Reply
    • Tom Allen

      That’s good to know – thank you. Happy to hear that options are opening up in certain areas.

      Reply
      • Jesse E Martin

        I have noticed a trend over my last 3 years of touring. 26″ bikes and their components are disapearing. In Canada/NZ/Australia I cannot even find 26er bikes in any LBS (none! Just 27.5, 29ers & 700c). Just came back from Chile, same problem. A french cyclist I met in Santiago gave up trying to find quality new 26″ tires for his touring bike (17000km on his current Scwalbe Marathons). The humble 26er has become a niche product and essentially extinct in bike shops around the world in just a couple of years.

        It is an unfortunate change. I have toured with a 29er Surly Ogre and in Chile with a 26er Surly Troll. Switched to 26″ because I prefer it for touring and knarly technical trails.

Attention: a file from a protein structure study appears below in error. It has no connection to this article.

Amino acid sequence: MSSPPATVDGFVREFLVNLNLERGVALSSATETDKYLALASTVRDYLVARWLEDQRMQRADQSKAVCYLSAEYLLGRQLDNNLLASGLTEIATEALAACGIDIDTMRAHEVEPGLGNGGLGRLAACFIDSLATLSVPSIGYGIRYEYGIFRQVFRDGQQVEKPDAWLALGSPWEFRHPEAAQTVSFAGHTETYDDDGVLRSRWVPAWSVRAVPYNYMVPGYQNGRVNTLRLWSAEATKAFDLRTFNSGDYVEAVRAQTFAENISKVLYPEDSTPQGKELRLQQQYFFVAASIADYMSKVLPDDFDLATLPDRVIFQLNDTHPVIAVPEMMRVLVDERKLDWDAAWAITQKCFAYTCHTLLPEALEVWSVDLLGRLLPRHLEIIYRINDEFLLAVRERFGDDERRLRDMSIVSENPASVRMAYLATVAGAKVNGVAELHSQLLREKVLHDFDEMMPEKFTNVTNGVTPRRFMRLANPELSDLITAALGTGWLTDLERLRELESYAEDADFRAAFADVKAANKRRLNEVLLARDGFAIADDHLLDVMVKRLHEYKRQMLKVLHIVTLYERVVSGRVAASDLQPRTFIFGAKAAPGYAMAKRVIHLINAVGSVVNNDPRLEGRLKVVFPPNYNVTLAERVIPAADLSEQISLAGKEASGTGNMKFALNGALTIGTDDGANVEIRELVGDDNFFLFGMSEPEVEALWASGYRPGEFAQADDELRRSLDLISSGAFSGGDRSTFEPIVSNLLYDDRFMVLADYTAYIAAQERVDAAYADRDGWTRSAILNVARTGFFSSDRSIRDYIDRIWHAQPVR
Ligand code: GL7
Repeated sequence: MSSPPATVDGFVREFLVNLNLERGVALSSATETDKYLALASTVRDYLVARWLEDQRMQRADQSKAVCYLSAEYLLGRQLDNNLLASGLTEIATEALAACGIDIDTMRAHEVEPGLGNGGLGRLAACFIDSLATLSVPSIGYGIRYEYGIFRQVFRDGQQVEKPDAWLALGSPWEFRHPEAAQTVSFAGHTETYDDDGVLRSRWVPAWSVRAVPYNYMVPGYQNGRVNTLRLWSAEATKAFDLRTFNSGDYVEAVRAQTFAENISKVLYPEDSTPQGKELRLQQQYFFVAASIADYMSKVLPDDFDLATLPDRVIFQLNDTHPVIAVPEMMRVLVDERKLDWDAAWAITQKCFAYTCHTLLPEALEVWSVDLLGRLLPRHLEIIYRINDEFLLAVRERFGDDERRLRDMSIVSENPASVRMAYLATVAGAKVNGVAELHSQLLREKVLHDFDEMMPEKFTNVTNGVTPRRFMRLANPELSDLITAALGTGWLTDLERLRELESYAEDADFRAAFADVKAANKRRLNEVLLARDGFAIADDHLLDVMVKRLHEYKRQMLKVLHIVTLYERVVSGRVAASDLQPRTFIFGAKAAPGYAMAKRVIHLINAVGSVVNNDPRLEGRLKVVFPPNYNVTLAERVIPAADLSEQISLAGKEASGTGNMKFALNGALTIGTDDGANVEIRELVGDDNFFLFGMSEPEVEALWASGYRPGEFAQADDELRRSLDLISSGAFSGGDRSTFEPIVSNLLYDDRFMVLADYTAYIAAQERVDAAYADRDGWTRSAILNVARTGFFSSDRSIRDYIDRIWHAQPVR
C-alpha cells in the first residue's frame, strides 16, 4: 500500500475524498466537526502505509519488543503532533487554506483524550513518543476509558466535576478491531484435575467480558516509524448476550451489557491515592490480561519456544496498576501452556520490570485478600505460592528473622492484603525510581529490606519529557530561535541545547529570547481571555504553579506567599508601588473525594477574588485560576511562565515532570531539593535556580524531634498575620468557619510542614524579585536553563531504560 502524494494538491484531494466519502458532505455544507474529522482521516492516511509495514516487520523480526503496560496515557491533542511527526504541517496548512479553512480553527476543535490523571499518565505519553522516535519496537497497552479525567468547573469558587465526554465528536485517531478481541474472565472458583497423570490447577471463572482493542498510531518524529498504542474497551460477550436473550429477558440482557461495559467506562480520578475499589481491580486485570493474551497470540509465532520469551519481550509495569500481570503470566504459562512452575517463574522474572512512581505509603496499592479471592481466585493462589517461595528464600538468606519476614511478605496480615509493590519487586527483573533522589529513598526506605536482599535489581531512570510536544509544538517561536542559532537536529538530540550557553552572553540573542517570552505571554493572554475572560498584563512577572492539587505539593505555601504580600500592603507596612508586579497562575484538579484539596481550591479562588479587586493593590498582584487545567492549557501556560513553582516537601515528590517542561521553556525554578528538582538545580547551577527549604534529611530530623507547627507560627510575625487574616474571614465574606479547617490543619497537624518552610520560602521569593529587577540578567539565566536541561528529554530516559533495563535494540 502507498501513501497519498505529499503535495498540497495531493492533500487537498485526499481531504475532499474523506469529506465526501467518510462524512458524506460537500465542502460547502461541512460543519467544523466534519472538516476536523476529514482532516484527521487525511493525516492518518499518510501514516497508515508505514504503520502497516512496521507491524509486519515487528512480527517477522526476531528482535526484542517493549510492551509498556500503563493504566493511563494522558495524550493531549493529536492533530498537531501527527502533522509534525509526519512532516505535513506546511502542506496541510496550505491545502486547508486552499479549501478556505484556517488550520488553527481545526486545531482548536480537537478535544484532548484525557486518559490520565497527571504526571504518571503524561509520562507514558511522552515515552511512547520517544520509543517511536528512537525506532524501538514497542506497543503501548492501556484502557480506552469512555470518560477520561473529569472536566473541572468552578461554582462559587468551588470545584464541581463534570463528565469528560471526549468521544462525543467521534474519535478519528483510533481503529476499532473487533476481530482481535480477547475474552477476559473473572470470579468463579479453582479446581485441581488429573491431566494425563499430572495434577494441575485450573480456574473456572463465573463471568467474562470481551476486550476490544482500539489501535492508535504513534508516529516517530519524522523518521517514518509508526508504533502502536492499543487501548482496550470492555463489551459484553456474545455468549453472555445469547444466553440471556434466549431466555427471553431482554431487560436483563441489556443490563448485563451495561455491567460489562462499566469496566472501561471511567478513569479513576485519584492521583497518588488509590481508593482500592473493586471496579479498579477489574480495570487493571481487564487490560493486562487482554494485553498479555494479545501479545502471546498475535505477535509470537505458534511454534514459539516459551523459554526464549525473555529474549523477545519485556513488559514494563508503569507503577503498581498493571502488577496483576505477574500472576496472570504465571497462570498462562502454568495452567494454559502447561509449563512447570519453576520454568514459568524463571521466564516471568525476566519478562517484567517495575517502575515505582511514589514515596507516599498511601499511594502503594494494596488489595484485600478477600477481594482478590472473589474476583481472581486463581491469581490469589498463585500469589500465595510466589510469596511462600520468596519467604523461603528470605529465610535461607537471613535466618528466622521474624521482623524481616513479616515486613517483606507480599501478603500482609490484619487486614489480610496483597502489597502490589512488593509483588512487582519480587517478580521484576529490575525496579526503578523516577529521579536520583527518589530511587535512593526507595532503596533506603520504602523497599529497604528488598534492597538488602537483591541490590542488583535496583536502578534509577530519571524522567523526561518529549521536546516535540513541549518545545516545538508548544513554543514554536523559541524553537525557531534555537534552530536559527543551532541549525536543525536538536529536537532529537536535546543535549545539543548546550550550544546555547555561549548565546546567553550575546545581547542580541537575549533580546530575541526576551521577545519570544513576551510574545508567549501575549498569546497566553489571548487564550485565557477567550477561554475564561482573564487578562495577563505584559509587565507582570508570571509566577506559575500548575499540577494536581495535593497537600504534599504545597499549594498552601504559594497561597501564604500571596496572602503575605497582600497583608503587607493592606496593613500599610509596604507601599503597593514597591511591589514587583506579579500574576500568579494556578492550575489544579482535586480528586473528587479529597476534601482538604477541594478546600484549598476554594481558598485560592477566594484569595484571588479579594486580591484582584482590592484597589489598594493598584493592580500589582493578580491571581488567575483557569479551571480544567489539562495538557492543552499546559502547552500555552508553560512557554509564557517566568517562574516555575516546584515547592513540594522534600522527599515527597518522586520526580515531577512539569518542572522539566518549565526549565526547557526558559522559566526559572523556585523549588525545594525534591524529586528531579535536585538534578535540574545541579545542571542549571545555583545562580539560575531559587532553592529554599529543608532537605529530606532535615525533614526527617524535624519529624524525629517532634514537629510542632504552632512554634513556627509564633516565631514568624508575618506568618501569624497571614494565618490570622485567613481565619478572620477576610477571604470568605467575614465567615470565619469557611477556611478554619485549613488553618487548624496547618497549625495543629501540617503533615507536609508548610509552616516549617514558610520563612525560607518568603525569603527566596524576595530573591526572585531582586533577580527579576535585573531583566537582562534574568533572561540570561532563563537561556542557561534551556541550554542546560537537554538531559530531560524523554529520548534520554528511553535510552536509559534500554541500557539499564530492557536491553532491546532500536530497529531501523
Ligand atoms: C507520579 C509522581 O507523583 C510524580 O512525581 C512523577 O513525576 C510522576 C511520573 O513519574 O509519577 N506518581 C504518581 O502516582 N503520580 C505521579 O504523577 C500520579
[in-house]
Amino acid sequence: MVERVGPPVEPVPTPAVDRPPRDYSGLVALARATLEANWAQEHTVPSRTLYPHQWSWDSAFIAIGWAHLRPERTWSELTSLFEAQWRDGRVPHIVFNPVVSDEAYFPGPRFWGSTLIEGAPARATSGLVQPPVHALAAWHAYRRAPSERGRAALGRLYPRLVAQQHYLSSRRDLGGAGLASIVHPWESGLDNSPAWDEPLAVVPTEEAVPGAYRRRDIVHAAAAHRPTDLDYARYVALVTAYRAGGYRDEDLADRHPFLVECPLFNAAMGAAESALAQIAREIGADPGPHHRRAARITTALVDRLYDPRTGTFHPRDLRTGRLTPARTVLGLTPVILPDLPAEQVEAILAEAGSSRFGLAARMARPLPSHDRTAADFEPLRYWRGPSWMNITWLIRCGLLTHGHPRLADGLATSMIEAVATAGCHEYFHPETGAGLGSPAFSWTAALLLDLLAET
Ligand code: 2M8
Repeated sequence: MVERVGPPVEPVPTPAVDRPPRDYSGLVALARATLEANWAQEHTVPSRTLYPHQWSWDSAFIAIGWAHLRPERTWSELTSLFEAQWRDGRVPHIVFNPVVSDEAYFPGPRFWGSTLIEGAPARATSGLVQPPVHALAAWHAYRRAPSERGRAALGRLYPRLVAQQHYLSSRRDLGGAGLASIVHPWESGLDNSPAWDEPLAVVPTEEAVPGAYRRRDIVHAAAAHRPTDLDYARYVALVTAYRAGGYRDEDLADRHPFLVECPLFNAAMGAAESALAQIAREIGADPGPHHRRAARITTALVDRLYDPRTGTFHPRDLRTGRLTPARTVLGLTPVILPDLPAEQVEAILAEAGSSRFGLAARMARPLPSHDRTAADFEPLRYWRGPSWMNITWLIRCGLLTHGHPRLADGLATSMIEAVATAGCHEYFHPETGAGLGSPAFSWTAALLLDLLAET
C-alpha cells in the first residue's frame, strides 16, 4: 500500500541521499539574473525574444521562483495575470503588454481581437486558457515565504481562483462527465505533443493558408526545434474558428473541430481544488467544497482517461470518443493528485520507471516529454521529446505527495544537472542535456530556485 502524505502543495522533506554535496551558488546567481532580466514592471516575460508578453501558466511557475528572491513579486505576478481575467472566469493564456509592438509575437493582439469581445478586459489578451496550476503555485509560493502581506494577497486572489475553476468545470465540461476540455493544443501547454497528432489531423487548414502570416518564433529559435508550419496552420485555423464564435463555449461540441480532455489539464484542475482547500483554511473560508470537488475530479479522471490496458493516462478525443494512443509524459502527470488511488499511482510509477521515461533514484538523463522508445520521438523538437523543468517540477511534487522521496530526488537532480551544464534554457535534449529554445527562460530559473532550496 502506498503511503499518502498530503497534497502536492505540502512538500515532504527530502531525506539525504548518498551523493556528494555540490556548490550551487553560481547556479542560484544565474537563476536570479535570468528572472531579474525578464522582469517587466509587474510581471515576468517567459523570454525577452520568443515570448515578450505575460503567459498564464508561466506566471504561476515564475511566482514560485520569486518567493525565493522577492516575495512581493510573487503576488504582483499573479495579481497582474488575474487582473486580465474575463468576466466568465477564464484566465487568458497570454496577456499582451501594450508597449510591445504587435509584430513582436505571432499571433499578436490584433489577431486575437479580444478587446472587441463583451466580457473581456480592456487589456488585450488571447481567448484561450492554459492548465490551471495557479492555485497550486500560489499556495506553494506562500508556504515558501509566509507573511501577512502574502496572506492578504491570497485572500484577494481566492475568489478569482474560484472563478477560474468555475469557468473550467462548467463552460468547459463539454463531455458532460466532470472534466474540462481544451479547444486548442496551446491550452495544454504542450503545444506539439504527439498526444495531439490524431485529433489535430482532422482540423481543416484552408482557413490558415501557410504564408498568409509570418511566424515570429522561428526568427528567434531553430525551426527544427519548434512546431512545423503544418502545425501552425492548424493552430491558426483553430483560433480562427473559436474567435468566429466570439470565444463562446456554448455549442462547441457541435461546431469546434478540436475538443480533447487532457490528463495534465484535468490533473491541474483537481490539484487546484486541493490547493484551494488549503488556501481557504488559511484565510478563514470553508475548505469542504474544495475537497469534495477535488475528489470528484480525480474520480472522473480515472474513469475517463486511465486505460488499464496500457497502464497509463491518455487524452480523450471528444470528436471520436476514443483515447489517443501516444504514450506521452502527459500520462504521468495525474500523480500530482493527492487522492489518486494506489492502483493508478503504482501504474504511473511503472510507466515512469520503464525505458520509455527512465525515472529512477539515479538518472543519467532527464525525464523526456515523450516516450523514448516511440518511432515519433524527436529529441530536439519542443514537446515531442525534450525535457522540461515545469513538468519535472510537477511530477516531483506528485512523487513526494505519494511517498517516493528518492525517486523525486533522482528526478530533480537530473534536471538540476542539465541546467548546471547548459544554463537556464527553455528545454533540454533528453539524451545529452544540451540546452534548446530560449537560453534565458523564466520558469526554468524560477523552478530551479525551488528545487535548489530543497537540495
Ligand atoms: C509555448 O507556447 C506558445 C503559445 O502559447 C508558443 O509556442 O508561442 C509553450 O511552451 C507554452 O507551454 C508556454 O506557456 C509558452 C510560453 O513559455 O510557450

I also switched to rim brakes from disc. When I told my LBS in Canada, the staff actually looked at me funny.

        Not sure what is going on, but for touring, common parts are no longer very common….

        Reply
        • Tom Allen

          This is interesting.

          My experience is that there are two types of bike shop in the world:

          1. the ‘LBS’ I think you’re referring to, which deal generally in top-end, high-quality, and importantly NEW bikes and bike technology, and
          2. cheap, mainstream bike shops, generally for non-cyclists and people who don’t want to spend money and just want something with two wheels and pedals.

          There are far more of the latter kind of bike shop in the world. But very few self-respecting cyclists would ever go to one. This, however, is where the 26er is still king and where 26er spares are going to be cheap and abundant. You might not get a pair of Schwalbe Marathon Pluses at one of these shops, but you’ll certainly be able to get what you need to keep yourself on the road long enough to get to where you’ve mail-ordered some in advance.

          So my guess is that we might simply be looking in the wrong type of bike shop. One thing I am certain of is that while the majority of bikes on Earth are still rolling on 26-inch wheels, the 26er will never become extinct…

          Reply
          • matty